Pictured:  The Girl in the Green Raincoat: A Tess Monaghan Novel by Laura Lippman, which was released by William Morrow and Harper Audio on January 18, 2011.   This book (actually a 176 page novella) has absolutely no relationship to the matters discussed in this article – I simply like the intriguing cover image which makes me want to read it.   Look for a review of The Girl in the Green Raincoat to appear on this site in the near future.

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Bits and Pieces

The Language of Secrets by Dianne Dixon

Tracing our steps from the beginning / Until they vanished into the air / Trying to understand how our lives had led us there   Jackson Browne

It was Jackson Browne who said of the past, the things we remember seem so distant and so small.   The past – and its impact on the present – is the theme of The Language of Secrets by Dianne Dixon.   This is the story of Justin Fisher, a man who grew up outside of Los Angeles, the son of Robert and Caroline Fisher.   But somehow he thinks that this was just a part of his life.   He begins to remember growing up as “T.J.” with a red-haired mother, living in the snow of the east coast, perhaps in Boston.   “…the information was presenting itself to him in erratic bursts.   In bits and pieces.   Out of nowhere.”

In this tale by a Hollywood screenwriter turned author, Justin’s search for his past is painful.   It is a past filled with family secrets and a great deal of anger.   He is just one of the characters who have both pleasant and painful memories of home and relations.   “Home is the place in which you were rooted by your beginnings…  It marked and branded you.   And if it was a broken, desolate place it would leave you hungry and dangerous, and punished, for the rest of your life.”

The Language of Secrets repeatedly deals with the tension between remembering one’s childhood home as a place of sanctity and safety, and as a place to escape from.   “Mom, I don’t need a house.   I’ve got a condo.   I’m head of publicity for a major movie studio.   I’ve got a kick-ass life that I love.   I have no interest in getting married and settling down…  (This house was) a nice place to grow up in.   But that’s the whole point of being a kid and then becoming an adult.   You grow up.   You move on.”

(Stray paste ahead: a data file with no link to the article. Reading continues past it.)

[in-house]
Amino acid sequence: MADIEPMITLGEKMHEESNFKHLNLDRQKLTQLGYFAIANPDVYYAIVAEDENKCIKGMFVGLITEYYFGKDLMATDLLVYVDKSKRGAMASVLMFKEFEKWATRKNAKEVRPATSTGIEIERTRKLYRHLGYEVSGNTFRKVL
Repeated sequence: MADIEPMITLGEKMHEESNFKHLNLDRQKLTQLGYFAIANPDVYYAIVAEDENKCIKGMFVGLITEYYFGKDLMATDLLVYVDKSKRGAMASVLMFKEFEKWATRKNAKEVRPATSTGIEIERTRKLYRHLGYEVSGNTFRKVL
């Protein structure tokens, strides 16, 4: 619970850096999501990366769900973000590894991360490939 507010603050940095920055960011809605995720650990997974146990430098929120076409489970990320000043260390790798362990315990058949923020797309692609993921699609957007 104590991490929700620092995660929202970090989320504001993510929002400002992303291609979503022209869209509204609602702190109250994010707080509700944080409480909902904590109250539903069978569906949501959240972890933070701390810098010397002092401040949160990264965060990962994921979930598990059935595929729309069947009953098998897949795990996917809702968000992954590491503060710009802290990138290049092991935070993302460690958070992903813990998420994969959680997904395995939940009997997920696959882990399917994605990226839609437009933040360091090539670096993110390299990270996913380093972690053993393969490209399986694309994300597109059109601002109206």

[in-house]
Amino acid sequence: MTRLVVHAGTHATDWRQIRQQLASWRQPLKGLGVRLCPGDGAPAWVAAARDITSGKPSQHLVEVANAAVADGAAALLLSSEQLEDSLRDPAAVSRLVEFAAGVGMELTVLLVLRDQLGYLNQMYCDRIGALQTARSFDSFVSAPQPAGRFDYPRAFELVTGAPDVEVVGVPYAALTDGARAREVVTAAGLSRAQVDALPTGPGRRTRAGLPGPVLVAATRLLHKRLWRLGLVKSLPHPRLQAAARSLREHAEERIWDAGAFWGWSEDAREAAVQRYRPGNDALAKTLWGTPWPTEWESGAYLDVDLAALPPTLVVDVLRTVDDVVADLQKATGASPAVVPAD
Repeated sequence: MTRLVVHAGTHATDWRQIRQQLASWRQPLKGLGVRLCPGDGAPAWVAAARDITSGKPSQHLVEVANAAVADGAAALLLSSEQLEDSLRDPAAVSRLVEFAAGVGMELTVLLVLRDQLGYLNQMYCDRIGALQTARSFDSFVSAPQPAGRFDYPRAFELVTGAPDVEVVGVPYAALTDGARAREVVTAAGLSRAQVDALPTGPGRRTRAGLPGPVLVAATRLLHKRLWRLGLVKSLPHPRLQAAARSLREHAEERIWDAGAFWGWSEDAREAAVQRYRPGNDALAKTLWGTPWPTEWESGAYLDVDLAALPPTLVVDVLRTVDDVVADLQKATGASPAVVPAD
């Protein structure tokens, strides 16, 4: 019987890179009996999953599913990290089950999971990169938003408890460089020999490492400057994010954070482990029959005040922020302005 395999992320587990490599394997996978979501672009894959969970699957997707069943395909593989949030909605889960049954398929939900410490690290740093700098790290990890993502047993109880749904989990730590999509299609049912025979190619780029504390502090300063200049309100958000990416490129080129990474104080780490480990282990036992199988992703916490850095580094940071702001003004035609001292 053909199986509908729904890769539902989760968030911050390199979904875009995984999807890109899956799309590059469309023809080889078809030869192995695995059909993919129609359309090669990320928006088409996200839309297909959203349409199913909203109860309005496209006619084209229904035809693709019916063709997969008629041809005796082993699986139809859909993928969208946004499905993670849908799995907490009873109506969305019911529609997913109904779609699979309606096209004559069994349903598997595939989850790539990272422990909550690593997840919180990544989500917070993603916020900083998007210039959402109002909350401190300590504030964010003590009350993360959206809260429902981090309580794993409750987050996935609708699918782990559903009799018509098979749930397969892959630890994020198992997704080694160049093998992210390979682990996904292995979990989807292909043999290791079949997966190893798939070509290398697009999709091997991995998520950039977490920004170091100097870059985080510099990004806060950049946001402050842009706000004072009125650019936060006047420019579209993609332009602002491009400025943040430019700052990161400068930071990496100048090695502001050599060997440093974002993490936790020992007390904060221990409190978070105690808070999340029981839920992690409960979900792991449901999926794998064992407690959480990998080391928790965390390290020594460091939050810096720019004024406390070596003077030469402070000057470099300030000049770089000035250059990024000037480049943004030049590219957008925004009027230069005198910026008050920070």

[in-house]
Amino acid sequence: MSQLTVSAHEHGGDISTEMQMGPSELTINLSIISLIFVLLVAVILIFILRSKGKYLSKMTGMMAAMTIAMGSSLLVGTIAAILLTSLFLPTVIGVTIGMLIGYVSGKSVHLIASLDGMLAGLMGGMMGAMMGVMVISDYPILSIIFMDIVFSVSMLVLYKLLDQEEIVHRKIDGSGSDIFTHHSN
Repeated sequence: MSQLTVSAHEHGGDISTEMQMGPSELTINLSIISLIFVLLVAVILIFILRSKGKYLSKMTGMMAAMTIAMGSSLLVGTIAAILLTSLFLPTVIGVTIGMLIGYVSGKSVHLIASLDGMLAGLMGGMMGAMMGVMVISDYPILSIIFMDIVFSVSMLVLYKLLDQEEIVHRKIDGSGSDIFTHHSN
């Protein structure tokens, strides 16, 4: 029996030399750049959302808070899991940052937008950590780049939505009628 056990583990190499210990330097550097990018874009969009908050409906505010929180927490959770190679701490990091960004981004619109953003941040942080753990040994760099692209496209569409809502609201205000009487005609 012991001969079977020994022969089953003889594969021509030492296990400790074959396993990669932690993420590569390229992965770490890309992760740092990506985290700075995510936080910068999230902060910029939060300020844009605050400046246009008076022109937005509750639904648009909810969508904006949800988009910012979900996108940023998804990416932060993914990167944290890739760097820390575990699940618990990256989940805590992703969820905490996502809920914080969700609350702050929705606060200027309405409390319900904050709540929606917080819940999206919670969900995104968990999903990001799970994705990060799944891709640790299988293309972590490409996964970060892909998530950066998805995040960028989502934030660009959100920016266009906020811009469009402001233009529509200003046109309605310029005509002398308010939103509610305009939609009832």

So says one of Justin’s sisters to his mother.   But usually in a family at least one of the siblings must lead the life chosen by his or her parents.   In this story, it is Justin’s father who winds up living a second-hand version of his own father’s insurance salesman’s life.   Disastrous consequences follow for everyone.

Clearly, Dixon has devised a fascinating set-up for a novel.   There’s love here, but also – as previously mentioned – a lot of anger and rage.   Rage that comes from seeking independence, even as a fully grown adult:  “I have a rich father-in-law who treats me and my wife and child like we’re a wholly owned subsidiary.”

Dixon’s strength is in getting the reader to want to follow along with a not-so-pleasant tale, wanting to turn the page, and the next, with a bit of trepidation as to what’s ahead.   In Language, life is not what it seems to be.   This is demonstrated by jumbled memories of jumbled events.   (Haven’t we all been corrected by family members about when and where something in our past occurred?   And don’t we, nevertheless, continue to believe in our own version of events?)

The difficulty with reading Language is that events seem to happen in strange order, in non-chronological fashion, even when the author identifies the time and place.   The reader might be tempted to make a chart of the events in the story, and may find that they just can’t chart out in sequence.   Perhaps this is Dixon’s way of reminding us that life remains anchored in confusion, and fog.

The great revelation perhaps never did come.   Virginia Woolf

Language is such a complicated story that in the end there’s no great revelation.   This reader would love to see a follow-up from Dixon that is a bit simpler and told in chronological order.   Still, The Language of Secrets serves as an indication that a very promising new writer has arrived on the scene.

Recommended.

“A sense of desperation rose in Caroline…  She had unwittingly written her life into a language of secrets, into an indecipherable code riddled with questions.”

An advance review copy was provided by Doubleday.   The Language of Secrets will be released on Tuesday, March 23, 2010.

This review is dedicated to the memory of Roberta Lou Rallojay Benson.